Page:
• November 26, 2019

    American Energy: We’ve Got Plenty to be Thankful For

    Lindsay Rosen

As the song goes, there’s no place like home for the holidays. For many Americans, that means traveling long distances. It means extra trips to grocery store and mall, keeping the cold at bay in our homes, and cranking up our ovens—all of which is made possible by energy. Indeed, our modern day holiday season has evolved to become the quintessential celebration of one of America’s most bountiful blessings: energy.

This energy-fueled season of thanks and merriment kicks off with Thanksgiving. As we reflect on the people, places, and things we are grateful for this season, let us not forget the incredibly prominent role energy plays in all of our lives.

The Busiest Travel Time of the Year Thanksgiving has long been known as the busiest travel time of the year. TSA is expecting a record number of flyers this upcoming Thanksgiving holiday travel period with more than 26.8 million passengers traveling through security screening checkpoints nationwide Nov. 22 through Dec. 2. Whether it’s the jet fuel in the air or the gasoline powering passenger vehicles on the ground, the energy reliance of the transportation sector this holiday makes up a sizable portion of the pie. And that doesn’t even include the journeys to and from the grocery store.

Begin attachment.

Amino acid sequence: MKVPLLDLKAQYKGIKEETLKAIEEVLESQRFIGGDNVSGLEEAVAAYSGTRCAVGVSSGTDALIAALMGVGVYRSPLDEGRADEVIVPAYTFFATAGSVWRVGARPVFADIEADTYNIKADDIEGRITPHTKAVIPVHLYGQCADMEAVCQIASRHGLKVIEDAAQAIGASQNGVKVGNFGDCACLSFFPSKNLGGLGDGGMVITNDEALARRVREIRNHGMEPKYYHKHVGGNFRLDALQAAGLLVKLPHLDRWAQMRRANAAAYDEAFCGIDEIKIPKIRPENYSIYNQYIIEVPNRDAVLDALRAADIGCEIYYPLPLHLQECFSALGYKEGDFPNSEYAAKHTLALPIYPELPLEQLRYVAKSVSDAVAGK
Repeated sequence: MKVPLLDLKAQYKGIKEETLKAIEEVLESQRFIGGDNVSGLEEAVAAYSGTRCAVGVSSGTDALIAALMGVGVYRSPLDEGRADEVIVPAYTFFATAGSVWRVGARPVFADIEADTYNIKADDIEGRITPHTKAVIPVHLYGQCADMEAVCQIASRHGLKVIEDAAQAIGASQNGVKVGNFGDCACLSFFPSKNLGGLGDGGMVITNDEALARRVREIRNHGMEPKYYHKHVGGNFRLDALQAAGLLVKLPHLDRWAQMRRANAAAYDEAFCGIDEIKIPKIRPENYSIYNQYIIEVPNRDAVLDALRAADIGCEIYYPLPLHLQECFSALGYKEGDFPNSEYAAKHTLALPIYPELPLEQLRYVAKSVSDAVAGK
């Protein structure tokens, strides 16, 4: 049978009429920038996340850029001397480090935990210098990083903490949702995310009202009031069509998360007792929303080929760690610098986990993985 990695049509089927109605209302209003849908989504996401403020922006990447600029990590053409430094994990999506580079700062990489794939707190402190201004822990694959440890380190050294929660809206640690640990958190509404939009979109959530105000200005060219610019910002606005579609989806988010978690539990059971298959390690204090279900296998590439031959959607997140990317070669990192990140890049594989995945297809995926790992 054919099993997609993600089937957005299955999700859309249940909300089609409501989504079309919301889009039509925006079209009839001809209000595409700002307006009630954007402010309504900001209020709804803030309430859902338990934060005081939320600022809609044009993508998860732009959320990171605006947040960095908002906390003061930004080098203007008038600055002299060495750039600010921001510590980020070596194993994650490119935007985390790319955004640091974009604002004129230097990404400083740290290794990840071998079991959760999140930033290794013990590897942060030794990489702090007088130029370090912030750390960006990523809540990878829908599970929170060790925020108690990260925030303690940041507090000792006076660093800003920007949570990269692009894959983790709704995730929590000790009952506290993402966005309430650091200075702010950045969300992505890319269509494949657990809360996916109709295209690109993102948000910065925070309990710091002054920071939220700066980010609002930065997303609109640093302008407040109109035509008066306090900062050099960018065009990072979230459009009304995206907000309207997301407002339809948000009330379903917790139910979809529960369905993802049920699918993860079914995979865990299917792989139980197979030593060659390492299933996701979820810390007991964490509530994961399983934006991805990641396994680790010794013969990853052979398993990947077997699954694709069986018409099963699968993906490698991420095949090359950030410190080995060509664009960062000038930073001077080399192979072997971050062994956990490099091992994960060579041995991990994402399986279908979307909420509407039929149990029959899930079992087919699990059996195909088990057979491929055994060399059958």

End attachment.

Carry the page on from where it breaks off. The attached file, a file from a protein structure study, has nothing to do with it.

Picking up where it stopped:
Energy is the “Food” of Food One of the best parts of any holiday is the food. Our modern energy system is to thank for making these feasts possible. From natural gas-based fertilization, to petroleum-based mechanization and transportation, and electricity-based irrigation and refrigeration, the plentiful selection on our tables requires an extensive energy mix. This is all before the food is even prepared. A turkey takes about 4 hours to cook using about 8 kilowatts of energy. To put that in perspective, 8 kWh of energy is about enough to power your office air conditioning and HVAC unit for 16 consecutive hours. This doesn’t even account for the mashed potatoes simmering on the stovetop, the food processor churning the vegetables for the stuffing, and the preparation of an endless array of sides and desserts to accompany the main fare. Whether you’re a gas or electric household, your kitchen will be one of the biggest sources of energy demand this holiday season. Let us also not forget about the battery powered smoke detector working around the clock in the event of an overcooked turkey. Food Coma With bellies full and plates empty, it’s time for some quality R&R. Football anyone? Maybe a game on the tablet or big screen? The batteries powering TV remotes and personal devices have become essentials in our entertainment matrices. Gas-powered fireplaces also allow for some added warmth during these festive gatherings. The truth is, most Americans don’t think twice about the energy that goes into creating, delivering, and cooking our food, warming our homes, entertaining friends and family, and keeping the lights on throughout the hours of feasting and fun. This holiday season, let’s give thanks to the men and women working around the clock to ensure the safe and reliable transmission of energy, and the American ingenuity that enabled our society to develop and advance the innovations that power our modern day Thanksgiving traditions.